The height of the stupidity comes when Brad Pitt finds himself trapped inside a biological containment vault. He’s there trying to find some horrific disease to infect himself with that will “camouflage” him from the infected Zekes. (And there’s absolutely no context I can put that in that will make it sound less stupid.) So he’s sitting there waiting for the infection to kick in and there’s a Zeke right outside the door. Now that in itself isn’t a problem, but while the Zeke is standing there it keeps chattering its teeth. Obviously this was supposed to be a tense moment in the movie, but it isn’t, and here’s why:
For one, Brad Pitt is behind a impenetrable plastic wall, so the Zeke isn’t a threat to his character which completely deflates any tension in the scene.
Secondly, and most importantly, the Zeke looks like an emaciated chipmunk.
Every time the Zeke chattered its teeth the entire audience laughed. That’s not a joke or an exaggeration, an entire theater full of people laughed every time the damn thing moved its mouth, in what was supposed to be the tense conclusion of the film. That’s not a good thing, nor is it the worst part of the ending.
After he escapes the containment vault, and by escape I mean literally walks right by the Zekes completely annihilating any menace they might have otherwise had, the film just ends with a stupid montage. Not only do they abandon all of the subplots they established earlier in the film, such as the detective story of finding patient zero and taking care of his family, they abandon subplots they established only five minutes earlier.
When Brad Pitt realizes he’s trapped in the containment vault, he injects himself with a random vial in order to test his theory. After he does, one of the ethnically diverse group of survivors says “If he took anything from the right side of the container, he’s a dead man anyway.” So did Brad Pitt take anything from the right side? Which disease did he choose!?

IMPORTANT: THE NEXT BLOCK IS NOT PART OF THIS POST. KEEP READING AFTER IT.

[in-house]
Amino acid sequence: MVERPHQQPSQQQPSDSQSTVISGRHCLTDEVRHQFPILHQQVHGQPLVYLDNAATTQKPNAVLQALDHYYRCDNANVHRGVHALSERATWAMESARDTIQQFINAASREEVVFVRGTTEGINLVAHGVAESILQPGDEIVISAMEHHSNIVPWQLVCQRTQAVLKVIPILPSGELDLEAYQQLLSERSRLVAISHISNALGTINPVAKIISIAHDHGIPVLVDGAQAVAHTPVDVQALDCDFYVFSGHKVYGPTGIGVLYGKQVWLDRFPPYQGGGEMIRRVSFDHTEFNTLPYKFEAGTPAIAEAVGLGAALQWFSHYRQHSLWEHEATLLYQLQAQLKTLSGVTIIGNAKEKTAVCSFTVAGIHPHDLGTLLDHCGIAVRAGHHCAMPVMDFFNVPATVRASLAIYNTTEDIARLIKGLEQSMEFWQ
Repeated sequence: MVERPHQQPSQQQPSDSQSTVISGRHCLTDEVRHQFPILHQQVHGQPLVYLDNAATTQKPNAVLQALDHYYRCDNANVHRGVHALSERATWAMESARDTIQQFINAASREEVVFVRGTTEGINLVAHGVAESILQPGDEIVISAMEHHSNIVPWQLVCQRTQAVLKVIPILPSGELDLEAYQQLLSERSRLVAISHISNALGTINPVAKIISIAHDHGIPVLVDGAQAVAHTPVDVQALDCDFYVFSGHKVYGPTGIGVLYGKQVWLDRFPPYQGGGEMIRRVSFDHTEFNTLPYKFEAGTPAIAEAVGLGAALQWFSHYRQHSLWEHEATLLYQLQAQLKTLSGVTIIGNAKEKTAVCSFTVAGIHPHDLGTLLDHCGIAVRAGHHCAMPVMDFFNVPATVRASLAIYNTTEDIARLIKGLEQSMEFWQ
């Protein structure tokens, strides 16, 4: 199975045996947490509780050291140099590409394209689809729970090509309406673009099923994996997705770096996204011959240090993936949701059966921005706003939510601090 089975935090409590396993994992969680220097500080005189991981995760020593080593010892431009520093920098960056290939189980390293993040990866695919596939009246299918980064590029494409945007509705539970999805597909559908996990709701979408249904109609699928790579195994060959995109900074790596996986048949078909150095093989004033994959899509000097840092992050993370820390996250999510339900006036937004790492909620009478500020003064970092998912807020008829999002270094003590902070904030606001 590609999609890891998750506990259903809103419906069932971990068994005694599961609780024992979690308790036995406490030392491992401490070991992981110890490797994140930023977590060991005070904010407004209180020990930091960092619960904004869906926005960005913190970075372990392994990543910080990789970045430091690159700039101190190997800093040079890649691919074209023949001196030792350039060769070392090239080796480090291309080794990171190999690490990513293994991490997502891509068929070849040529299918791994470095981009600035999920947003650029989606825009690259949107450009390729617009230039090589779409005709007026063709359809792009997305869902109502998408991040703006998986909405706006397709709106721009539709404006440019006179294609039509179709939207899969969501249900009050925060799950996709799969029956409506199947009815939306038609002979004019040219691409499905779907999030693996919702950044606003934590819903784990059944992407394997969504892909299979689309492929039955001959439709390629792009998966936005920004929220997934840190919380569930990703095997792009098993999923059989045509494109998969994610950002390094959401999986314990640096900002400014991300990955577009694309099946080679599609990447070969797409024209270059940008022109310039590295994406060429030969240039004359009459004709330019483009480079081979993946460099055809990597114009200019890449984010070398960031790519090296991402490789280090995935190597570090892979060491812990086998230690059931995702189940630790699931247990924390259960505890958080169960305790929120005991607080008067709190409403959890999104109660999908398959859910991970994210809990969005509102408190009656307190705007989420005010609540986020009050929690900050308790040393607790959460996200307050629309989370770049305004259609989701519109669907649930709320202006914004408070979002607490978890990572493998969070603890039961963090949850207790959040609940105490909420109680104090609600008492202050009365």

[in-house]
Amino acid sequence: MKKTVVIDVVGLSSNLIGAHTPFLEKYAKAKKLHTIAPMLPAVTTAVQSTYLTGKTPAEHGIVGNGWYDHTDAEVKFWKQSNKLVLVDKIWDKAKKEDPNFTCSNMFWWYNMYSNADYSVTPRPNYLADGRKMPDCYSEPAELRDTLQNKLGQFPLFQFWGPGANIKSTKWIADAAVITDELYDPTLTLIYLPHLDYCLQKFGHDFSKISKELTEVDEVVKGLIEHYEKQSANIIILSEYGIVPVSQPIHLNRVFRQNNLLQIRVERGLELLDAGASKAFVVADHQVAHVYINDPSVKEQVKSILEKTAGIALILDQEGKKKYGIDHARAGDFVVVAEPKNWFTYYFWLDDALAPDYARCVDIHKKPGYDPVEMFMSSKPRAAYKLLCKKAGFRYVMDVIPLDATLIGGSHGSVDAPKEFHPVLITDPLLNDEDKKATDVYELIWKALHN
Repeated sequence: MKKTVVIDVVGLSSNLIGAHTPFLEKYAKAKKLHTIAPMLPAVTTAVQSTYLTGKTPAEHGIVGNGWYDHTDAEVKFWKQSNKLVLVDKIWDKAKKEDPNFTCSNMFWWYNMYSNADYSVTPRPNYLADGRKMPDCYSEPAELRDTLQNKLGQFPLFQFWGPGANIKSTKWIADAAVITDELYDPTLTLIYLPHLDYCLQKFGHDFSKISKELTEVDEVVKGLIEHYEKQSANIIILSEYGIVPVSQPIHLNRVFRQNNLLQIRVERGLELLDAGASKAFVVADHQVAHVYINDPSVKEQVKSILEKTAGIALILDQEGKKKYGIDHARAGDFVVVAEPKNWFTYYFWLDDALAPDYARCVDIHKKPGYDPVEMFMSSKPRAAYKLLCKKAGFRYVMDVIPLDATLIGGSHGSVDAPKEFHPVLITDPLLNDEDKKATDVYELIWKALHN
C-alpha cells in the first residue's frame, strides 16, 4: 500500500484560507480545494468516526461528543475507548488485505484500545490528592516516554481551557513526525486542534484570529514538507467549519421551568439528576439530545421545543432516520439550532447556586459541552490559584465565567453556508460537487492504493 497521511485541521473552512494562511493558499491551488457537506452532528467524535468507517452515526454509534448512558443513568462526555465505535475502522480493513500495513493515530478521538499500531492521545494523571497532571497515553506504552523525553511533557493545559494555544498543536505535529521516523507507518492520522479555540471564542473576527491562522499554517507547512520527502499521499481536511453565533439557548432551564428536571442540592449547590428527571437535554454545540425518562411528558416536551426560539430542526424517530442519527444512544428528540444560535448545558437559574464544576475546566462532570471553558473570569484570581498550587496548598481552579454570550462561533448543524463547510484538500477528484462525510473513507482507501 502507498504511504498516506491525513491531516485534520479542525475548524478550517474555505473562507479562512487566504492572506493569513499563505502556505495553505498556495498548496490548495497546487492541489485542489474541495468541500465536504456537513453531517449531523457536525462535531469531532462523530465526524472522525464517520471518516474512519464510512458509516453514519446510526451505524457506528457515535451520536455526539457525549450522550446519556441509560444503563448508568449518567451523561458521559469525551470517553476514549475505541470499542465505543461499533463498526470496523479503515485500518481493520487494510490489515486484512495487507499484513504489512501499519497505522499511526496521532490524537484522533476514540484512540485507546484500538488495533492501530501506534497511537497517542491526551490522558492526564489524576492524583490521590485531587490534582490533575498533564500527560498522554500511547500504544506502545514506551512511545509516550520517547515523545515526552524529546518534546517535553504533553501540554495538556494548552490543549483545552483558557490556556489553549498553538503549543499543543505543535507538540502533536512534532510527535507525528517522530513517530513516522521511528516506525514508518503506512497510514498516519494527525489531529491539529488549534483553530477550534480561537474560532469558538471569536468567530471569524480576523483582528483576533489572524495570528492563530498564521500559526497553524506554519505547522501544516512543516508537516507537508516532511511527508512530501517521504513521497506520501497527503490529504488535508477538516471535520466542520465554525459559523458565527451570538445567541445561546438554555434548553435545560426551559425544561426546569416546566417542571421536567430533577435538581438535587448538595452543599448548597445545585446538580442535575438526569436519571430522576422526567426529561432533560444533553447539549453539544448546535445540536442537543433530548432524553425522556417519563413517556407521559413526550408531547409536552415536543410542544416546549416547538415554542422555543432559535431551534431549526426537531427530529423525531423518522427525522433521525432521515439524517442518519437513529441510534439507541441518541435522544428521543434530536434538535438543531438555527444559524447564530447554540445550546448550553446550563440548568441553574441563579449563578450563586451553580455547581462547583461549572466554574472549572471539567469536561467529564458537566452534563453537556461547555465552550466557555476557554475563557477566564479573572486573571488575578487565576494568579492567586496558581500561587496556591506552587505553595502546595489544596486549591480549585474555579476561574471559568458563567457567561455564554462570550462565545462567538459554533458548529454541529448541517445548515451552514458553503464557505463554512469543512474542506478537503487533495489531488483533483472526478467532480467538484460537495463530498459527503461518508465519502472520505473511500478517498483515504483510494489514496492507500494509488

“Shut up! It doesn’t matter! This crucial plot element is none of your business!” – The Movie
Despite the plot establishing that only a fatal, but treatable, disease is necessary for the camouflage to work Brad Pitt walks off into the sunset without even a case of the sniffles to show for it. A montage that wouldn’t be out of place in a Rocky movie, complete with cheesy inspirational music, finishes off what could have been a terrific movie. Thanks to a series of convenient scene cuts: Brad Pitt returns to his family in Nova Scotia despite being on foot in Wales only minutes earlier, people all over the world inoculate themselves with horrible diseases that will probably kill them anyway, and mankind overcomes the Zombie threat. All while Brad Pitt gives a deadpan closing soliloquy about survival and fighting for your life, which is rendered completely meaningless when you see bulldozers shoveling huge mountains of dead Zekes into fire pits. Not only is this a terrible way to end a film, it also kills any hope of getting a good sequel since they’ve destroyed the Zekes as a credible threat.
I really wish I could recommend this movie, and if only the final few minutes of the movie were bad I probably would recommend it just because the city scenes are so impressive, but the final death throes of the movie takes nearly fifty minutes (and it’ll feel like three hours when you watch it). Like the Zeke Brad Pitt kills in the movie, the movie trips over a dead body and hits its head on the wall, and the next fifty minutes are watching it writhe around in agony before finally expiring with a pathetic whimper. This is a movie I really wanted to like, it’s just too bad it went so far out of its way to make me hate it.